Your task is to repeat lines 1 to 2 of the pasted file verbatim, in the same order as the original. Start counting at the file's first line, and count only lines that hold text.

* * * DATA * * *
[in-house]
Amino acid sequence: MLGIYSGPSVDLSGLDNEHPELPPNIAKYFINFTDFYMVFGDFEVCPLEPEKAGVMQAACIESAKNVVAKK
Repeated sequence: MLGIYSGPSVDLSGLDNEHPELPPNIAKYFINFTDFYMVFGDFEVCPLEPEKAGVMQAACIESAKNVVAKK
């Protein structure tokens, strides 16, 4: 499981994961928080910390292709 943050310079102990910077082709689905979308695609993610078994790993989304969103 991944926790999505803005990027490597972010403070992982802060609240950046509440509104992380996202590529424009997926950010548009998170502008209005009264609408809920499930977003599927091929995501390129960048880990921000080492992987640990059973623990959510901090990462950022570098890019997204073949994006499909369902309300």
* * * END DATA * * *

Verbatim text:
[in-house]
Amino acid sequence: MLGIYSGPSVDLSGLDNEHPELPPNIAKYFINFTDFYMVFGDFEVCPLEPEKAGVMQAACIESAKNVVAKK